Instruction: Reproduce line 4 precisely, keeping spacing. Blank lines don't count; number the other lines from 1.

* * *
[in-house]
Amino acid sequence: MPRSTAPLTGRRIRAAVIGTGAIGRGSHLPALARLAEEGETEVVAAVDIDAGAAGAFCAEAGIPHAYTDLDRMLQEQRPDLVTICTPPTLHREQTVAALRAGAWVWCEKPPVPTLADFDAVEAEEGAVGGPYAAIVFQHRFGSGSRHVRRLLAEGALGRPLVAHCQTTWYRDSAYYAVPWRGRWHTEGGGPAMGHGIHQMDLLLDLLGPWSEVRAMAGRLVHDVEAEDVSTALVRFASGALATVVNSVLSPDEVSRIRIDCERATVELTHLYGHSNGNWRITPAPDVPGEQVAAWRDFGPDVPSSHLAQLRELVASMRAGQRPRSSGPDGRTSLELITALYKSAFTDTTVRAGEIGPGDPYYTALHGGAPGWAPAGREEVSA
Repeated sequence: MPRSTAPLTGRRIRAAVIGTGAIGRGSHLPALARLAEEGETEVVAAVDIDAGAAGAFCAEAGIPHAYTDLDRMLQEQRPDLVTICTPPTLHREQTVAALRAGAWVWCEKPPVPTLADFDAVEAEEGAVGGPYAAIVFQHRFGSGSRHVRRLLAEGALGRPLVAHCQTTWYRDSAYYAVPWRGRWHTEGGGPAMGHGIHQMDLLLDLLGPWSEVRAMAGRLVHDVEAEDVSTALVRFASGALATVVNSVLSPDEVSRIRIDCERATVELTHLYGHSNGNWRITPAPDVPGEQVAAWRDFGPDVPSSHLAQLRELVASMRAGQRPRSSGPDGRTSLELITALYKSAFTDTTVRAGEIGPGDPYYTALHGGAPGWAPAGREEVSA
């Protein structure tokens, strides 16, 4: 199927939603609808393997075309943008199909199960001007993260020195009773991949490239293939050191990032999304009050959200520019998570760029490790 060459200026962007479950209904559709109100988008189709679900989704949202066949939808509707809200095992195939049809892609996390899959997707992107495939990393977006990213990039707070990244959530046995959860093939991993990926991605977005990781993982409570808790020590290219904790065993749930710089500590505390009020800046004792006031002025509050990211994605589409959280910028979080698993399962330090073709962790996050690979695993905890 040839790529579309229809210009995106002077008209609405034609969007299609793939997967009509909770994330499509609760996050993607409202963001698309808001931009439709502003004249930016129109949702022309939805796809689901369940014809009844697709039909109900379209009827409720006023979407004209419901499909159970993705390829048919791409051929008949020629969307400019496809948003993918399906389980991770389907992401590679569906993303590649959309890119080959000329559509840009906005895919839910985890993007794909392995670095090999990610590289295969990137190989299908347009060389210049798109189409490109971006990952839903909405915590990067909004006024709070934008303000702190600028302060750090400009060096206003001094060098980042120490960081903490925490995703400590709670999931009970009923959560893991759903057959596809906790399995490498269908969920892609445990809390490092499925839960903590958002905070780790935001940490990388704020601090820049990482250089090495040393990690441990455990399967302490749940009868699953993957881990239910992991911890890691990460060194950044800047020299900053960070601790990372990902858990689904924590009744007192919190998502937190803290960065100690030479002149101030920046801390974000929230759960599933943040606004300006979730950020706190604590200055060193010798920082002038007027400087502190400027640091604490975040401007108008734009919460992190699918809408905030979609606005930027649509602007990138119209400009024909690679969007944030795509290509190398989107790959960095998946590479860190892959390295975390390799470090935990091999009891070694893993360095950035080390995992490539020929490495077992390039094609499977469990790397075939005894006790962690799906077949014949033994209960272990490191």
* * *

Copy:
């Protein structure tokens, strides 16, 4: 199927939603609808393997075309943008199909199960001007993260020195009773991949490239293939050191990032999304009050959200520019998570760029490790 060459200026962007479950209904559709109100988008189709679900989704949202066949939808509707809200095992195939049809892609996390899959997707992107495939990393977006990213990039707070990244959530046995959860093939991993990926991605977005990781993982409570808790020590290219904790065993749930710089500590505390009020800046004792006031002025509050990211994605589409959280910028979080698993399962330090073709962790996050690979695993905890 040839790529579309229809210009995106002077008209609405034609969007299609793939997967009509909770994330499509609760996050993607409202963001698309808001931009439709502003004249930016129109949702022309939805796809689901369940014809009844697709039909109900379209009827409720006023979407004209419901499909159970993705390829048919791409051929008949020629969307400019496809948003993918399906389980991770389907992401590679569906993303590649959309890119080959000329559509840009906005895919839910985890993007794909392995670095090999990610590289295969990137190989299908347009060389210049798109189409490109971006990952839903909405915590990067909004006024709070934008303000702190600028302060750090400009060096206003001094060098980042120490960081903490925490995703400590709670999931009970009923959560893991759903057959596809906790399995490498269908969920892609445990809390490092499925839960903590958002905070780790935001940490990388704020601090820049990482250089090495040393990690441990455990399967302490749940009868699953993957881990239910992991911890890691990460060194950044800047020299900053960070601790990372990902858990689904924590009744007192919190998502937190803290960065100690030479002149101030920046801390974000929230759960599933943040606004300006979730950020706190604590200055060193010798920082002038007027400087502190400027640091604490975040401007108008734009919460992190699918809408905030979609606005930027649509602007990138119209400009024909690679969007944030795509290509190398989107790959960095998946590479860190892959390295975390390799470090935990091999009891070694893993360095950035080390995992490539020929490495077992390039094609499977469990790397075939005894006790962690799906077949014949033994209960272990490191």